Thank you to everyone who helped test early versions of the plug-in, including many of the companies who created the HTML5-based sites for Beauty of the Web. Your insights absolutely helped to refine the feature-set.
I’d love to hear your feedback about the plug-in so that the next version is even better. Also, if you create any fun projects…even if you’re only using it to export artwork, add a comment along with a URL.
There are a lot of fantastic sites that are included on the IE9 Beauty of the Web Experience page, but I’ve personally found it difficult to browse the list. So, I took the time to assemble a simple text-based version for your own browsing pleasure. Some of these focus on IE9-specific features like Pinning and Jump Lists, but many of them take advantage of HTML5 features.
I hate to pick favorites, but when I started this blog years ago, I made a promise that my posts would try to “add value” beyond just a simple copy and paste of the daily news. The value here is that these are my personal favorites (for whatever reason). Some of them may even redefine what you expect from a web “site.”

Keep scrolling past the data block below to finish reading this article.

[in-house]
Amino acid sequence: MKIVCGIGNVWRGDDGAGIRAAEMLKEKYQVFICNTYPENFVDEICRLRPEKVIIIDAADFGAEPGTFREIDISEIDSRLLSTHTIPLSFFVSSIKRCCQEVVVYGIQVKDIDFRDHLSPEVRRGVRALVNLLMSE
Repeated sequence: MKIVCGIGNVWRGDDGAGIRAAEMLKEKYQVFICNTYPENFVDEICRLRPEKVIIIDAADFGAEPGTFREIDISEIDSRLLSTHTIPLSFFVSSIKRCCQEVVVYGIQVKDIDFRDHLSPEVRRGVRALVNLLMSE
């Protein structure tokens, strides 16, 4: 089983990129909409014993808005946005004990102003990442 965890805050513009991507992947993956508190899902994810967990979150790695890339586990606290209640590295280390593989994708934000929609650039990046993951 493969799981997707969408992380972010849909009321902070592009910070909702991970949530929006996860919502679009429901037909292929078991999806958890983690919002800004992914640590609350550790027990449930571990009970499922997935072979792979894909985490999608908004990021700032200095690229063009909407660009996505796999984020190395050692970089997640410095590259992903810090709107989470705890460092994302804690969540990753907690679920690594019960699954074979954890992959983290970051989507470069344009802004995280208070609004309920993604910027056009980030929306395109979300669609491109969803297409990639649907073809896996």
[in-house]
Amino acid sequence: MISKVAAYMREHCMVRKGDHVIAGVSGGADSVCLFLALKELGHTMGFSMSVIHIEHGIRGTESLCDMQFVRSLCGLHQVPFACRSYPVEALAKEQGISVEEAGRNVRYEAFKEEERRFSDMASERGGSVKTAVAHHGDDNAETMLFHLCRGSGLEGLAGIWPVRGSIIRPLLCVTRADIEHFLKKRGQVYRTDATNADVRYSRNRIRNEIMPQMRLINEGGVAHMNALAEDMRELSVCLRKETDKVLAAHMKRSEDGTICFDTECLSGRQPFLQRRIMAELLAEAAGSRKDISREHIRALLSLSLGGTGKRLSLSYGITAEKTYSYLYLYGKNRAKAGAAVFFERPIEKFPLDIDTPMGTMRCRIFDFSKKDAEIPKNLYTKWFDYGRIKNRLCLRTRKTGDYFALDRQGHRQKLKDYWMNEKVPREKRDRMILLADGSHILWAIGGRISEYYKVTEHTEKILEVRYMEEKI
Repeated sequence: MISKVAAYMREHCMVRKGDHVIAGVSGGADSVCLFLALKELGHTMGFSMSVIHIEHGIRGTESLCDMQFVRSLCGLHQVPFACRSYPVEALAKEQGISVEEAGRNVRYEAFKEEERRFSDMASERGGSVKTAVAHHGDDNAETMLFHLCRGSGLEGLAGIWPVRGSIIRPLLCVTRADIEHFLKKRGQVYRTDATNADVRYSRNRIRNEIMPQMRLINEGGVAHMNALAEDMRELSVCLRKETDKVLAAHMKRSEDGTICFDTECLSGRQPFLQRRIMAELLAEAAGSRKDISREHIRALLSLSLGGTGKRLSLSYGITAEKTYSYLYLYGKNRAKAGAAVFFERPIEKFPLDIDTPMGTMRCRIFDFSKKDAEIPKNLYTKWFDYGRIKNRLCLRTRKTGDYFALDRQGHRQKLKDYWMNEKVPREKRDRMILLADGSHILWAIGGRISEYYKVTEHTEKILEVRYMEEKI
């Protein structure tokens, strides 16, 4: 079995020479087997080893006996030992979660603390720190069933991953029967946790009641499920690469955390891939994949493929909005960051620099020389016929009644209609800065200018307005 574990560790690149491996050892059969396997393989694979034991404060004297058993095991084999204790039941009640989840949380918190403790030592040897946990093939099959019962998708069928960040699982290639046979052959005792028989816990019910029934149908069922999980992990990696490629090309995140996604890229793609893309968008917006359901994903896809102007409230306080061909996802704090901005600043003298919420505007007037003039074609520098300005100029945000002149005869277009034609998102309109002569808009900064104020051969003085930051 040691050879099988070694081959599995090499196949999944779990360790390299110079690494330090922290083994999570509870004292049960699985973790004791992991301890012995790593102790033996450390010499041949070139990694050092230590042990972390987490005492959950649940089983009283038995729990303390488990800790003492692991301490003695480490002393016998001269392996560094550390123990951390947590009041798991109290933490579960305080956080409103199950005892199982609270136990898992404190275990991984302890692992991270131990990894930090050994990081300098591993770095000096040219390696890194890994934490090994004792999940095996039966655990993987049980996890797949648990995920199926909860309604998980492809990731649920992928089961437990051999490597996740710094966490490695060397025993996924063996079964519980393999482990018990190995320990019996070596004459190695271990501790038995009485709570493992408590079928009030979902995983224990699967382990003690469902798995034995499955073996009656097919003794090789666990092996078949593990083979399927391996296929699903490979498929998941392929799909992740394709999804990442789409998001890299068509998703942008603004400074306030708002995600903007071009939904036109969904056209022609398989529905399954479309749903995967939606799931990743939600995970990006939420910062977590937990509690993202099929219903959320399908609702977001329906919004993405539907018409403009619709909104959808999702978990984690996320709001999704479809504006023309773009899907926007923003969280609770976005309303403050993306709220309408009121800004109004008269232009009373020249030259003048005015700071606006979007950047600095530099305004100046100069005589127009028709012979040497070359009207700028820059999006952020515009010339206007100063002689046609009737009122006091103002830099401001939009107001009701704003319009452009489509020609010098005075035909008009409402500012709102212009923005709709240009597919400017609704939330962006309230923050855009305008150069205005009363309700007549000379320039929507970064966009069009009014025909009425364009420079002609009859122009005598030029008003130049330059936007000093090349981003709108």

While they didn’t quite make my favorites list, here are the other sites (in no particular order):
You can find even more demos at the Internet Explorer 9 Test Drive site, and while it doesn’t look like it’s been updated in awhile, www.canvasdemos.com is another fun place to browse. Oh…have fun with these Asteroids demos too.
I know I’m a Microsoft guy (and I’m biased), but if you haven’t tried the Internet Explorer 9 beta with these demos, it’s worth your time. I think you’ll be surprised.
As you may have heard, PDC10 is sold out! This year, we decided to hold the event at the Microsoft Conference Center (otherwise known as the MSCC or building 33) on our corporate campus in Redmond, Washington. There are many good reasons behind this decision, and one of them is to provide a more intimate and engaging experience for our in-person attendees. You see, this is the first time in PDC history that we’ve held the event on our own campus.
Holding the event on campus enables us to do a lot of things that we could never do in a remote location, but it also has its limitations. For example, the Microsoft Conference Center is nowhere near the size of a Los Angeles Convention Center (not even close). That means that we have physical limitations including how many people we can safely accommodate.